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What is homozygous familial hypercholesterolaemia?

Homozygous familial hypercholesterolaemia is an inherited condition which causes very high levels of cholesterol. It is passed down in families through genes. Timely management with medications or lifestyle modifications is important, as it can lead to heart disease at a very young age, if left untreated.

What are its main signs and symptoms?

The main signs and symptoms of homozygous familial hypercholesterolaemia include:

  • Xanthoma (fat deposit) which includes:
    • Cutaneous xanthomata: commonly seen in childhood.
    • Planar xanthomata: seen at sites of friction such as popliteal fossa (behind the knee), wrist, natal cleft (groove between the buttocks), ankle and cubital fossa (bend of the elbow). The most common site is the interdigital web spaces (between the fingers) on the dorsum of the hand.
    • Tendinous xanthomata: commonly seen at the Achilles tendon and extensor tendons of the feet.
    • Tuberous xanthomata: commonly seen at the elbows and the knees or ankles.
  • Premature cardiovascular disease such as:
    • Ischaemic heart disease
    • Atherosclerotic vascular damage
    • Aortic outflow murmur
    • Bruits (abnormal sounds heard over an artery) in multiple vascular territories
  • Xanthelasma (yellowish, pale, raised patches around the eyes and eyelids)
  • Arcus cornealis (white ring or arc around the cornea of the eye)
  • Blood reports showing elevated levels of low-density lipoprotein (LDL) cholesterol (exceeding 13 mmol/L [500 mg/dL])

What are its main causes?

The blood cholesterol is kept in the normal range by LDL receptors attached to the liver cells or any other cells in the body. These receptors take up LDL cholesterol into the cell where it is stored or broken down later by liver cells. In homozygous familial hypercholesterolaemia, LDL cannot be taken into the liver cells from the blood. This is caused due to mutations in the following genes:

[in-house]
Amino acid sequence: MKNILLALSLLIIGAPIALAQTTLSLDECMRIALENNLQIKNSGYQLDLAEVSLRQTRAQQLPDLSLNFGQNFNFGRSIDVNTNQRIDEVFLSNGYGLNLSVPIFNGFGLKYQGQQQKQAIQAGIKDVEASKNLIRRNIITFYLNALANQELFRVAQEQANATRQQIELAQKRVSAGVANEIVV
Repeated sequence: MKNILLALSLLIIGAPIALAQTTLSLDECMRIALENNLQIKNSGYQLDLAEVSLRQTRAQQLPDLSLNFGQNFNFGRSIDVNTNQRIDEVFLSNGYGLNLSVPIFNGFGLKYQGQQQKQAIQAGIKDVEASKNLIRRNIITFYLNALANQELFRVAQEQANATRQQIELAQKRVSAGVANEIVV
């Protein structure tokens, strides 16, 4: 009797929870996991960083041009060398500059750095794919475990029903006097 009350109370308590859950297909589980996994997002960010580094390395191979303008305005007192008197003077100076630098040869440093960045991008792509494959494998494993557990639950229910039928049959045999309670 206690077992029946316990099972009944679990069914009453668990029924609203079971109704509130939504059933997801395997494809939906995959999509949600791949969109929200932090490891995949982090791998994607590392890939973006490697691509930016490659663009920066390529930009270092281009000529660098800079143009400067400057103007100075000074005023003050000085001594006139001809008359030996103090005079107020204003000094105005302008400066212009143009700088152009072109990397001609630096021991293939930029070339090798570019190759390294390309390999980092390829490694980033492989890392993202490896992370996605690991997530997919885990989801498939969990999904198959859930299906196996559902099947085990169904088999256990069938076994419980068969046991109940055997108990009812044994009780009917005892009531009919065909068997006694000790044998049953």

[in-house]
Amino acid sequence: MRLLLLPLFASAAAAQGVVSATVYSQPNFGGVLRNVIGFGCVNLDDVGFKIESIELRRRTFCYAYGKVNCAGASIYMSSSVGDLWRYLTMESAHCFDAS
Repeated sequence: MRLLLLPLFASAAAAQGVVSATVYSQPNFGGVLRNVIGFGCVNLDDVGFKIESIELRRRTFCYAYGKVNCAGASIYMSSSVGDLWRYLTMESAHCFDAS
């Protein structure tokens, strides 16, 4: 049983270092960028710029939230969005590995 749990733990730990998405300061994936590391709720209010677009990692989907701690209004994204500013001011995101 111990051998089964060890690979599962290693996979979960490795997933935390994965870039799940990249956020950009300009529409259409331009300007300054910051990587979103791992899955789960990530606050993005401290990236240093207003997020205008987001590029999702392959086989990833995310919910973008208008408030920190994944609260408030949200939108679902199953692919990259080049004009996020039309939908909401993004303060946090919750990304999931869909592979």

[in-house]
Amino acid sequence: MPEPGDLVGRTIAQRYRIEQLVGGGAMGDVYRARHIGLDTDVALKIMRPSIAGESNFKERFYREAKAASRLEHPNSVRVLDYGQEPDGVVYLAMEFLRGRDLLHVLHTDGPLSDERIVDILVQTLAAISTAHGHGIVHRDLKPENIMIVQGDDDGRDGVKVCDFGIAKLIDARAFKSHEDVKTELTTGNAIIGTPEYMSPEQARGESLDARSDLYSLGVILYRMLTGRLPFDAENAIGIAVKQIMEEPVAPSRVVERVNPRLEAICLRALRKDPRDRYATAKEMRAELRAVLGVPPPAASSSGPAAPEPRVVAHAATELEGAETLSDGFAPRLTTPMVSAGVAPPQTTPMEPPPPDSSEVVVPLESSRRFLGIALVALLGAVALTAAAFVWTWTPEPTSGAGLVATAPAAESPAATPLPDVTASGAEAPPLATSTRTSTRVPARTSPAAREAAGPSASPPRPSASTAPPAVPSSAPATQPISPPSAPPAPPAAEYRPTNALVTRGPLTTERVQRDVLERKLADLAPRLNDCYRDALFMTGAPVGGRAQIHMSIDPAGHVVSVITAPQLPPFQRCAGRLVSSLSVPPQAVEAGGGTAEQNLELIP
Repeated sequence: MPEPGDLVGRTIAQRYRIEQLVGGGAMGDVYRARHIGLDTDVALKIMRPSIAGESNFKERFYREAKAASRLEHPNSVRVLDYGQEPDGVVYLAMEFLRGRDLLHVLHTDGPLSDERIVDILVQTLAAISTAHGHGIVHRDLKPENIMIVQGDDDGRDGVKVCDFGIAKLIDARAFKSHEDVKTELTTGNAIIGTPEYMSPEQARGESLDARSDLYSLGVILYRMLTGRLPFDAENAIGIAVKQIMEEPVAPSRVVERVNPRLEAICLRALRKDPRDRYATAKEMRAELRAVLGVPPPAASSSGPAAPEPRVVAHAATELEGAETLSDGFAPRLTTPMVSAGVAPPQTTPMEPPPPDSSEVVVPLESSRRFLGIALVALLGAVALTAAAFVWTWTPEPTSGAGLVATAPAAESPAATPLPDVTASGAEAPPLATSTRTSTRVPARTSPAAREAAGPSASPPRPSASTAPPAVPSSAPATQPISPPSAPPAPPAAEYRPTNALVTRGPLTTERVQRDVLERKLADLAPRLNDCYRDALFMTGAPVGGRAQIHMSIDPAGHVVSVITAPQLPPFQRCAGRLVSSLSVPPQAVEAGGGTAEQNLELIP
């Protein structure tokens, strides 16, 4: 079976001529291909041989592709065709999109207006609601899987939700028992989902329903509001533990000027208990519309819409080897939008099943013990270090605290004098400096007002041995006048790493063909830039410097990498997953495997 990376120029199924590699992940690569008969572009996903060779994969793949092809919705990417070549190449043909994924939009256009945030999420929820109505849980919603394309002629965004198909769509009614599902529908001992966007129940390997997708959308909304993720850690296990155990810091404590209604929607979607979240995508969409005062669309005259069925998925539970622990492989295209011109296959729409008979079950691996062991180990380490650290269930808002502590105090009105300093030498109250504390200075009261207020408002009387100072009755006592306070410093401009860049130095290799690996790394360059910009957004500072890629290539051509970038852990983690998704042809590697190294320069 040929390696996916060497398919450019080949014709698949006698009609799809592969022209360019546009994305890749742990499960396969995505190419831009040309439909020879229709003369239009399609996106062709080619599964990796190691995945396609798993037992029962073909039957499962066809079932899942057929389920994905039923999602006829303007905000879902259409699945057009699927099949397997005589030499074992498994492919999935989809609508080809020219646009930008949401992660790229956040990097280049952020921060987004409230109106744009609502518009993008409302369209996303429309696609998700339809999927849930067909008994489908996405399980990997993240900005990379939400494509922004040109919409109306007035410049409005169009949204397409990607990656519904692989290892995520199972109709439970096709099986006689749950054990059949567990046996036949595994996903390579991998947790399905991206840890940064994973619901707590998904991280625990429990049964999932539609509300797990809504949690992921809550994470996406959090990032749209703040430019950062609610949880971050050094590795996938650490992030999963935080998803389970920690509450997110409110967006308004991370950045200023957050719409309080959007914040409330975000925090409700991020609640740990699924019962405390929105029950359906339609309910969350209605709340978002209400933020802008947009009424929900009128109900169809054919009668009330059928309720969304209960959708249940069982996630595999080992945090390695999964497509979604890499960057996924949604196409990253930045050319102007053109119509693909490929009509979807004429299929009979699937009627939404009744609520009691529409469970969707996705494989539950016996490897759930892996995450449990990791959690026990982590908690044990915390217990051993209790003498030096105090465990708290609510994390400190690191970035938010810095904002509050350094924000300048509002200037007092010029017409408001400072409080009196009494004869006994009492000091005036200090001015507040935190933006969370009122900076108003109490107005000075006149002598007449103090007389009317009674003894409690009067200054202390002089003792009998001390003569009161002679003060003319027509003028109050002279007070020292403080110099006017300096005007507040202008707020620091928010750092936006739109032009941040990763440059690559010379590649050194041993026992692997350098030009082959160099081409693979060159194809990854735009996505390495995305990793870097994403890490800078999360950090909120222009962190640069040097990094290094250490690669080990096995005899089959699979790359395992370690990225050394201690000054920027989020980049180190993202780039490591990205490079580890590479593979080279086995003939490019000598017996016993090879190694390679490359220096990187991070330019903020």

• LDL-receptor genes: Defects in these genes leads to an increase in cholesterol levels in the blood.
  • Apolipoprotein B (APOB) gene: In this defect, LDL is unable to bind to receptors, thus slowing down the process of their uptake in the cells.
  • PCSK9 gene: In this defect, the number of LDL receptors are reduced, hence uptake of LDL is lowered.

How is it diagnosed and treated?

The diagnosis is mainly considered by the physician on the basis of signs and symptoms, findings on physical examination and results of the following tests:

  • Lipid profile to check cholesterol
  • Genetic testing using blood or tissue sample

Management of homozygous familial hypercholesterolaemia includes:

  • Dietary and lifestyle modifications are necessary soon after a diagnosis is made. Medications called statins are used most commonly to lower lipid levels.
  • Medications like ezetimibe 10 mg with resins or other medications (after checking for its availability and tolerability) like fibrates and nicotinic acid should be initiated.
  • New therapeutic medications include lomitapide and mipomersen.
  • Future therapeutic approaches being explored include gene therapy, PCSK9 inhibitors and cholesteryl ester transfer protein (CETP) inhibitors.
  • Liver transplant may be needed in some people.
  1. Medicines for Homozygous Familial Hypercholesterolemia

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References

  1. Marina Cuchel. et al. Homozygous familial hypercholesterolaemia: new insights and guidance for clinicians to improve detection and clinical management. A position paper from the Consensus Panel on Familial Hypercholesterolaemia of the European Atherosclerosis Society. Eur Heart J. 2014 Aug 21; 35(32): 2146–2157. PMID: 25053660
  2. Ravi Kumar Parihar. et al. Homozygous familial hypercholesterolemia. Indian J Endocrinol Metab. 2012 Jul-Aug; 16(4): 643–645. PMID: 22837934
  3. Ravi Kumar Parihar, Mohd. Razaq, and Ghanshyam Saini. Homozygous familial hypercholesterolemia. Indian J Endocrinol Metab. 2012 Jul-Aug; 16(4): 643–645. PMID: 22837934
  4. National Organization for Rare Disorders. [Internet]. Danbury; Homozygous Familial Hypercholesterolemia (HoFH).
  5. Heart UK - The Cholesterol Charity. [Internet]. Maidenhead, United Kingdom; What is Familial Hypercholesterolaemia (FH).
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